Hay Fever is helium-light comedy
By Noel Coward. Directed by William B. Davis. A United Players of Vancouver production. At the Jericho Arts Centre on Friday, September 2. Continues until September 25
Noel Coward’s Hay Fever is helium-light comedy, but that doesn’t mean that it’s easy to perform.
The central character, Judith Bliss, a self-dramatizing grand dame of the London stage, is attempting to rusticate in her country home with her selfish, bohemian children and husband. Bored, all four family members invite guests for the weekend, only to ensnare them in the family’s romantic games.
The trick, for interpreters, is to hit this material at precisely the right angle. All of the characters, including the guests, are eccentric, but if you overplay them, it’s like taking a hammer to a soufflé. And if you don’t expose the human hearts beneath the characters’ mannered behaviour, you can be left with an assemblage of vulgar cartoons.
Under William B. Davis’s direction, some of the actors in this United Players production are adroit. Others carry hammers.
Rebecca Husain, who plays a visiting flapper named Jackie, enjoys the most success. Lower-class Jackie is terrified of spending the weekend in a posh country house, and Husain plays Jackie’s high-strung nervousness like a clown playing a fiddle. Because Husain makes Jackie’s distress real, her pained silences and outrageous outbursts are equally hilarious.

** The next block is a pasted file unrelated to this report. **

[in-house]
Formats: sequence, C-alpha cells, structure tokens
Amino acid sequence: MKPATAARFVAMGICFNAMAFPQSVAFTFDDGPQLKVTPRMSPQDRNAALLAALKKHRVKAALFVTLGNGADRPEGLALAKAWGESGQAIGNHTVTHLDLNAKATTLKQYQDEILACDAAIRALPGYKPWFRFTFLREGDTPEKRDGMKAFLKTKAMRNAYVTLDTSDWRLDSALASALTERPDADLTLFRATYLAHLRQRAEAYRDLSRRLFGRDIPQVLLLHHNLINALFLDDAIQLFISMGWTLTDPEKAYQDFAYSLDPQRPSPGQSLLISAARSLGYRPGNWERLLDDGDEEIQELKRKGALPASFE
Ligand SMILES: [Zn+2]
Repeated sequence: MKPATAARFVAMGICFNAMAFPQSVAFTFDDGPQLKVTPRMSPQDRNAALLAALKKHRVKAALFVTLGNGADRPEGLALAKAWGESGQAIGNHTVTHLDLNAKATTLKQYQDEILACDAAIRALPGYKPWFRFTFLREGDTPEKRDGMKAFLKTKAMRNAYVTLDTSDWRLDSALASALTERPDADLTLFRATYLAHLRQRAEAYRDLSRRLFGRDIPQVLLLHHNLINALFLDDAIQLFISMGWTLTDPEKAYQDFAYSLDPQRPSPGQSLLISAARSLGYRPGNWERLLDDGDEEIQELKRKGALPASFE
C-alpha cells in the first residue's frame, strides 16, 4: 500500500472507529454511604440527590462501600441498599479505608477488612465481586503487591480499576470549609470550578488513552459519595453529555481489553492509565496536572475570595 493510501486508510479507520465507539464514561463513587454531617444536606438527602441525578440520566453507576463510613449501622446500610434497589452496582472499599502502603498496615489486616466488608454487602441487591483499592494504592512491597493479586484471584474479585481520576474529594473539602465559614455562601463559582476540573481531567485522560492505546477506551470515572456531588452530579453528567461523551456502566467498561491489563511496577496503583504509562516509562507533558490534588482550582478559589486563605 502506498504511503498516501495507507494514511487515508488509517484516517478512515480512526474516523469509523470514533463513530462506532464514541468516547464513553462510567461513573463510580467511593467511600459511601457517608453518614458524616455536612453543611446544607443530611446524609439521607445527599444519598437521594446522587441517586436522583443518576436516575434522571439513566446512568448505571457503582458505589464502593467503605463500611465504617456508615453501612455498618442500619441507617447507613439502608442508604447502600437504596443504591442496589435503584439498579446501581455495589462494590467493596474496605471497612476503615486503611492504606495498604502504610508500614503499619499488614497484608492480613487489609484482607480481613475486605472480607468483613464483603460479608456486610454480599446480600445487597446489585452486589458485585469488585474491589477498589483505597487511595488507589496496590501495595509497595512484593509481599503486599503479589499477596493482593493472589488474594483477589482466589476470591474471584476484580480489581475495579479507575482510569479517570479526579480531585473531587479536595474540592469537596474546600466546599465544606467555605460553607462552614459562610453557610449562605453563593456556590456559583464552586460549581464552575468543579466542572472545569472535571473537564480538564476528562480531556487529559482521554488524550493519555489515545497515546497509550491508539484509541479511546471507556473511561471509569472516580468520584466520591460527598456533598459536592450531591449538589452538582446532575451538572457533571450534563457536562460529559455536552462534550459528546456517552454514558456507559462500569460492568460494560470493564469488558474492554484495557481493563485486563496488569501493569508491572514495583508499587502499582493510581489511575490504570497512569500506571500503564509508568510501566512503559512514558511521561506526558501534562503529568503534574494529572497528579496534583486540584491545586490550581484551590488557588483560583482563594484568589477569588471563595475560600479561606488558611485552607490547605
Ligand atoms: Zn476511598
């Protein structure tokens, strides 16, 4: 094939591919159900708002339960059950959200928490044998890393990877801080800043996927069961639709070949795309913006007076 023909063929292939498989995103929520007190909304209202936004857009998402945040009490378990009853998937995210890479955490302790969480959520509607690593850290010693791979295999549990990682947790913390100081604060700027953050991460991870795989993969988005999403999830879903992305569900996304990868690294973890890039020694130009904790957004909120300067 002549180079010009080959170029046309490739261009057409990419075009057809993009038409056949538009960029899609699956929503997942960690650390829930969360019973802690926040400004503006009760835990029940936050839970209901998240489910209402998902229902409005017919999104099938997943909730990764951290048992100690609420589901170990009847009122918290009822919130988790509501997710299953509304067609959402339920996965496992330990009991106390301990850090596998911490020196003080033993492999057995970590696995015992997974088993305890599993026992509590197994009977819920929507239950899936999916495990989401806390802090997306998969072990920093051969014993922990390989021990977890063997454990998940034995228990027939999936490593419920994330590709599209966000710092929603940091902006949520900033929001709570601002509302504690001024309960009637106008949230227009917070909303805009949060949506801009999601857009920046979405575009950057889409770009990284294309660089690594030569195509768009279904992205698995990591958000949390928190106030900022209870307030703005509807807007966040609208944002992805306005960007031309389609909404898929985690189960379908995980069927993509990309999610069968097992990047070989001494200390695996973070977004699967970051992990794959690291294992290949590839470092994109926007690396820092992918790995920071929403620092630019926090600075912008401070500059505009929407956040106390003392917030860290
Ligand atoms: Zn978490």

The slightly built Christopher Cook is oddly cast as another guest, a boxer named Sandy, but Cook delivers a deft piece of work nonetheless. Cook isn’t going for funny delivery; Sandy is struggling to figure things out. Cook’s Sandy fills the simplest lines—“You do say ripping things!”—with such dopey good humour that they bring down the house.
Jack Rigg is deftly understated as David, Judith’s husband; Nina Shoroplova is grimly funny as Clara, the maid; and Thomas Saunders displays some solid instincts as Richard, a visiting diplomat—he has comic fun with a too-low sofa—but his vocal delivery needs attack.
Despite delicious individual line readings, Chris McBeath makes the mistake of thinking that everything about Judith is false. As Judith’s daughter, Sorel, Meaghan Chenosky overplays her subtext aggressively, and her responses feel woodenly predetermined. Jordon Navratil plays Judith’s son, Simon; his timing is slow and there’s often not enough spin in his delivery. And Melissa Oei makes a flirtatious guest named Myra into a whore.
All of these roles are devilishly difficult; they require charisma as well as technique. Both are in spotty supply here.